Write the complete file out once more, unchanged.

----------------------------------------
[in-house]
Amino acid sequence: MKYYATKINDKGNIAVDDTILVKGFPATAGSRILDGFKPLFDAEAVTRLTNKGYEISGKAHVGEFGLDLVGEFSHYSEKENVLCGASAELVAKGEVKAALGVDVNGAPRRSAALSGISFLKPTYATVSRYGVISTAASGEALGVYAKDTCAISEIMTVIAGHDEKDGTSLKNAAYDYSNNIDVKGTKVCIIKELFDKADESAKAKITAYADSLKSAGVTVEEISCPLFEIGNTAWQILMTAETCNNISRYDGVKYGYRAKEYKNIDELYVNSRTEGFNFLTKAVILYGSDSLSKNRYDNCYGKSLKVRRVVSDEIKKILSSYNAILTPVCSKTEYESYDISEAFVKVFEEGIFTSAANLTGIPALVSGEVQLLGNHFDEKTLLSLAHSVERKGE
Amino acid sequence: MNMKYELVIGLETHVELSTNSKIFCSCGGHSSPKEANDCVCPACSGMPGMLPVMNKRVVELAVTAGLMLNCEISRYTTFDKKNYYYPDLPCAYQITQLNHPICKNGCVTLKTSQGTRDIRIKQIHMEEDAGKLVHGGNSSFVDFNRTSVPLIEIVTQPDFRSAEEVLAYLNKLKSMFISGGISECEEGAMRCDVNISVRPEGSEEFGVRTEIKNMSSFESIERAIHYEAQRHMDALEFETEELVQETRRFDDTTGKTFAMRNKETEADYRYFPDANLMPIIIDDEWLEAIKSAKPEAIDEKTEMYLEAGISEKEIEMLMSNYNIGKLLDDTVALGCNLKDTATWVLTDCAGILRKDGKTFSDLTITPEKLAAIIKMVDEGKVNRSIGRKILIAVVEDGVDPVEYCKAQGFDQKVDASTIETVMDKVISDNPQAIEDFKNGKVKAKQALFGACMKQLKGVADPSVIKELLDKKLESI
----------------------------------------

[in-house]
Amino acid sequence: MKYYATKINDKGNIAVDDTILVKGFPATAGSRILDGFKPLFDAEAVTRLTNKGYEISGKAHVGEFGLDLVGEFSHYSEKENVLCGASAELVAKGEVKAALGVDVNGAPRRSAALSGISFLKPTYATVSRYGVISTAASGEALGVYAKDTCAISEIMTVIAGHDEKDGTSLKNAAYDYSNNIDVKGTKVCIIKELFDKADESAKAKITAYADSLKSAGVTVEEISCPLFEIGNTAWQILMTAETCNNISRYDGVKYGYRAKEYKNIDELYVNSRTEGFNFLTKAVILYGSDSLSKNRYDNCYGKSLKVRRVVSDEIKKILSSYNAILTPVCSKTEYESYDISEAFVKVFEEGIFTSAANLTGIPALVSGEVQLLGNHFDEKTLLSLAHSVERKGE
Amino acid sequence: MNMKYELVIGLETHVELSTNSKIFCSCGGHSSPKEANDCVCPACSGMPGMLPVMNKRVVELAVTAGLMLNCEISRYTTFDKKNYYYPDLPCAYQITQLNHPICKNGCVTLKTSQGTRDIRIKQIHMEEDAGKLVHGGNSSFVDFNRTSVPLIEIVTQPDFRSAEEVLAYLNKLKSMFISGGISECEEGAMRCDVNISVRPEGSEEFGVRTEIKNMSSFESIERAIHYEAQRHMDALEFETEELVQETRRFDDTTGKTFAMRNKETEADYRYFPDANLMPIIIDDEWLEAIKSAKPEAIDEKTEMYLEAGISEKEIEMLMSNYNIGKLLDDTVALGCNLKDTATWVLTDCAGILRKDGKTFSDLTITPEKLAAIIKMVDEGKVNRSIGRKILIAVVEDGVDPVEYCKAQGFDQKVDASTIETVMDKVISDNPQAIEDFKNGKVKAKQALFGACMKQLKGVADPSVIKELLDKKLESI